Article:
Voters will check in through electronic pollbook
Washington County voters are likely to see an electronic pollbook in use at the county’s 184 precincts for the first time Tuesday, when a computerized database will be replacing a paper registry of voters living within a particular precinct.
What they won’t see is what went on behind the scenes less than two weeks before election day that could have had profound consequences for each candidate on the ballot.
A Pennsylvania Department of State official stopped short of saying that a lack of technology testing could have invalidated Tuesday’s election in Washington County, because election challenges are decided in court, not by the department.
But Oct. 25, Washington County elections officials learned that state-mandated testing for a combination of the e-pollbook, known as Express Poll, an additional device and computer software hadn’t taken place.
“All other features of the e-pollbook will be used, except for the encoding of the voter access card,” said Larry Spahr, Washington County elections director, a day after finding out that his office would have to notify members of local election boards by phone and by placing a memo in the pollbook.
“The state didn’t test it together as an entire system,” Spahr said.
But the testing didn’t take place because the vendor notified Harrisburg rather late in the game, according to Ian Harlow, deputy commissioner, Bureau of Commissions, Elections and Legislation, Pennsylvania Department of State.
Harlow said in an interview last week that Oct. 24, he received initial correspondence from ES&S asking if the combination of e-pollbook, cardwriter and Guardian Election Management Systems software to be used for the first time in Washington County was a combination that was certified.
The software, known as GEMS, is used to enter election data, program memory, plot ballots, tally results and produce reports of vote totals.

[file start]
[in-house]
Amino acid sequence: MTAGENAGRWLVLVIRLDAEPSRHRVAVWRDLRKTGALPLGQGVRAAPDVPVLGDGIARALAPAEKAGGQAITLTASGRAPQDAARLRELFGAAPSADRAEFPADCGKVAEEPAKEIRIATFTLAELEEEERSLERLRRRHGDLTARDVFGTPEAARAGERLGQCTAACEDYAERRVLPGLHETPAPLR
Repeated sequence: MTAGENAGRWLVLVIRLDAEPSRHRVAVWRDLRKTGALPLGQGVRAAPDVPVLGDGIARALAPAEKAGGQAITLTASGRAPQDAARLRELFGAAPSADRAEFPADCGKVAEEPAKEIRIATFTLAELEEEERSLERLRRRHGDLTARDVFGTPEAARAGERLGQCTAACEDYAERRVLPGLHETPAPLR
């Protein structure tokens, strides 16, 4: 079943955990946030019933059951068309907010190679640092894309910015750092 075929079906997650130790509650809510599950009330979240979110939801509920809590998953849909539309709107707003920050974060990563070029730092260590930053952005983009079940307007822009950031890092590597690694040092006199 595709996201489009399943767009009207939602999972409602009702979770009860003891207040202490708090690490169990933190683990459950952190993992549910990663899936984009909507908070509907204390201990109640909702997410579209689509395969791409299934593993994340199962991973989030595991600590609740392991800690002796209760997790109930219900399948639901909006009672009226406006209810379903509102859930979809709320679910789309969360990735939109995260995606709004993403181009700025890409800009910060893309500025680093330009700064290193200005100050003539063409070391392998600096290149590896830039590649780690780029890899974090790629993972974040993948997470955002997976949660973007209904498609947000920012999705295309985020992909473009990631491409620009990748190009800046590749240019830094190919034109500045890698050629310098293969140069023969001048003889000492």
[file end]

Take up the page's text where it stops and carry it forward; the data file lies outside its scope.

“Shortly thereafter, I responded it was not certified for use, and I asked ES&S if they wanted to schedule an examination for after the election. They asked if an expedited process was available. This was a little over a week before the election, so it wasn’t possible.
“We work with ES&S often. They understand the time that it takes. We were very surprised at the late request.”
The schedule of testing for computerized election devices typically takes six to eight weeks, from start to finish, if all goes smoothly. The test is videotaped for the public record, and both legal and policy reviews ensue.
“Had the election gone forward with the “burning” of a voter access card to insert into the touchscreen voting machine, it would have been on equipment that was not certified and approved for use by the secretary of the commonwealth, who, under the Election Code, has authority to test and approve all election devices prior to being used in the field,” Harlow said.
“This is something we take very seriously because of the integrity of the electoral process,” and voting on uncertified, unapproved equipment, is something Harlow said has never happened before in Pennsylvania.
Kathy Rogers replied to an email inquiry on behalf of ES&S, noting that the company “has previously certified other versions of our ExpressVote in Pennsylvania. However, due to a slight variation in the tabulation software used by Washington County, a separate state approval was required for this particular jurisdiction. This is a common occurrence given the number of unique software versions that may exist among our customer base.”
“GEMS has not been tested with the e-pollbook and card writer,” Harlow said.
The state has approved the use of the e-pollbook, a printer and signature pad together, Harlow said.
The county could use the e-pollbook just to check in voters and not burn the card.
Election boards will instead use a hand-held encoder in use since 2006 to produce a card that will allow the voter will insert to activate the voting machine.
“That’s absolutely fine,” Harlow said. “The county can proceed in that manner.”